What Is Imitation Crab?

We've all seen it at budget-friendly sushi spots, Chinese takeout joints and at grocery stores across America: imitation crab. Sometimes called crab stick, seafood stick or simply krab, this shellfish substitute doesn't even try to disguise that it isn't the real thing. But if it's not crab — then what is imitation crab? And should we really even be eating something that is so blatantly artificial?

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Imitation crab is a Japanese invention, first produced in the early 1970s and introduced internationally a few years later. While imitation crab meat isn't crab, it also is not vegetarian- or vegan-friendly. It's actually composed almost entirely of fish (typically Alaskan pollock), mixed with egg white, corn starch, potato starch, flavorings and sometimes even a little genuine snow crab. A layer of red food coloring is added to the outside and voila: imitation crab.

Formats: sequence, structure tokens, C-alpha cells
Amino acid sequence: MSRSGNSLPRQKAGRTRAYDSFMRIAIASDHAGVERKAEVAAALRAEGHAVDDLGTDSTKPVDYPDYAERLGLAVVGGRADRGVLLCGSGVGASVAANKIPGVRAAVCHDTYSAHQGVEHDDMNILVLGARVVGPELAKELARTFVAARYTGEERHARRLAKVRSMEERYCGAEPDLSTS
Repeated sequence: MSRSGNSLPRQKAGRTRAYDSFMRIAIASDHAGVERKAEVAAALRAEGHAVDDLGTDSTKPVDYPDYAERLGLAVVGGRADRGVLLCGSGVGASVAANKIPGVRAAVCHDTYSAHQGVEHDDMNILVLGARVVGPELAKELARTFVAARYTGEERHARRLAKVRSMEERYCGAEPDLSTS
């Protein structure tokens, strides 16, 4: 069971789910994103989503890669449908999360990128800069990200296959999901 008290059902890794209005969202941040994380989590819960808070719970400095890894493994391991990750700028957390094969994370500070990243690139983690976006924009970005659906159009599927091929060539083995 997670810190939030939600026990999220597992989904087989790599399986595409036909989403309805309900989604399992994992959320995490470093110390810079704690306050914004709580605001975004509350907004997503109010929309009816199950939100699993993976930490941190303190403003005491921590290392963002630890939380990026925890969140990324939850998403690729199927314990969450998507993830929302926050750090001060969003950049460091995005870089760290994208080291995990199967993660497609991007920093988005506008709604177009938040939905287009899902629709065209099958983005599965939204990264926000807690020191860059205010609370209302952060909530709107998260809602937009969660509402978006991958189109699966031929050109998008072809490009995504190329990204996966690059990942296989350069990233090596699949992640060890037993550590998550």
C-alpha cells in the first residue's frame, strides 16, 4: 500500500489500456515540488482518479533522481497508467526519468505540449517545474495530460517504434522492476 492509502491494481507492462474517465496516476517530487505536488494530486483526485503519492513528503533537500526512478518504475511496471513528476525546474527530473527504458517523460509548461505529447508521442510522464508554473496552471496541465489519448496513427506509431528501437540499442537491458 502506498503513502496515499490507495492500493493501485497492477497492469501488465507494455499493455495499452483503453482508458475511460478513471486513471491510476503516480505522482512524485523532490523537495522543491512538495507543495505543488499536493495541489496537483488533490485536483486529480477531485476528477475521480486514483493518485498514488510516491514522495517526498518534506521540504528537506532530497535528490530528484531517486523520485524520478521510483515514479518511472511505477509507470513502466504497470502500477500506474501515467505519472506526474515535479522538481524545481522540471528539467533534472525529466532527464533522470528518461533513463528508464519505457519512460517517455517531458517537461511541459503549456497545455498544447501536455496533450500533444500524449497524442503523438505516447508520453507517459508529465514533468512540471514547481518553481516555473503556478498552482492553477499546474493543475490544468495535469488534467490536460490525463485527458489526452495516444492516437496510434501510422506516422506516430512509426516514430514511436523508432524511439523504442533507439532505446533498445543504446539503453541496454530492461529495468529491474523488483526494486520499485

Imitation crab is most often formed into string cheese-shaped strips with meat-like fibers ("leg style") but it can also be found shredded, flaked, and cubed. 

So, yes, imitation crab is safe to eat. While it's obviously a processed food product, there's really nothing to be afraid of. In fact, imitation crab can be quite delicious, as it has a similar sweet and fishy flavor found in crab and other shellfish.

While it's most commonly seen in California rolls and crab rangoon, imitation crab is a versatile ingredient that can be used in stir fries, sandwiches or any other takeout favorites you can make at home. It's precooked, so it's an easy thing to use in a crab salad, crab and cheese quesadilla or crab pasta. Imitation crab cakes are also a favorite budget-friendly weeknight dinner.